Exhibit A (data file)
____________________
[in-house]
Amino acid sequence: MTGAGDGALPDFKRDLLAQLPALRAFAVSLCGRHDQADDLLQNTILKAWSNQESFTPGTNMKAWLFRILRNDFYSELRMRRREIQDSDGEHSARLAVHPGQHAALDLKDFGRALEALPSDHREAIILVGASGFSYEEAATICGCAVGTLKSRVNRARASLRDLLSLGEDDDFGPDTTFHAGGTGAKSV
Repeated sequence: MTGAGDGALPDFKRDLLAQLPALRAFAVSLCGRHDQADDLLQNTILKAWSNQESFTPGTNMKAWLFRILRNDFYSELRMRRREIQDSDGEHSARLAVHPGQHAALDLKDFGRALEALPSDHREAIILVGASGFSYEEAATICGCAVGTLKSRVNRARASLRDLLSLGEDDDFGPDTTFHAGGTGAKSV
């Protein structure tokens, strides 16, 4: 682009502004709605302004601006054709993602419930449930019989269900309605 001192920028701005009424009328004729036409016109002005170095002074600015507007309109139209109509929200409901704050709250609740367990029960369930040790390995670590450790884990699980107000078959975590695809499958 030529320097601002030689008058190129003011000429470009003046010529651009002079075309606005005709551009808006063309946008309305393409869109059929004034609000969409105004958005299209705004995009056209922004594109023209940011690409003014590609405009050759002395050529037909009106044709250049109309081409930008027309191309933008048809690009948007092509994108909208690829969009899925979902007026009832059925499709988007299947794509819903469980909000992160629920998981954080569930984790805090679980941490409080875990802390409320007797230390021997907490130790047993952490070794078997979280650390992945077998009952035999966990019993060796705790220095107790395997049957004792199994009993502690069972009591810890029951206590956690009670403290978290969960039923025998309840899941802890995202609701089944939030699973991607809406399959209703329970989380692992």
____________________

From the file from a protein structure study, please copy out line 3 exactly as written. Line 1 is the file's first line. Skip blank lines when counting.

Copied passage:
Repeated sequence: MTGAGDGALPDFKRDLLAQLPALRAFAVSLCGRHDQADDLLQNTILKAWSNQESFTPGTNMKAWLFRILRNDFYSELRMRRREIQDSDGEHSARLAVHPGQHAALDLKDFGRALEALPSDHREAIILVGASGFSYEEAATICGCAVGTLKSRVNRARASLRDLLSLGEDDDFGPDTTFHAGGTGAKSV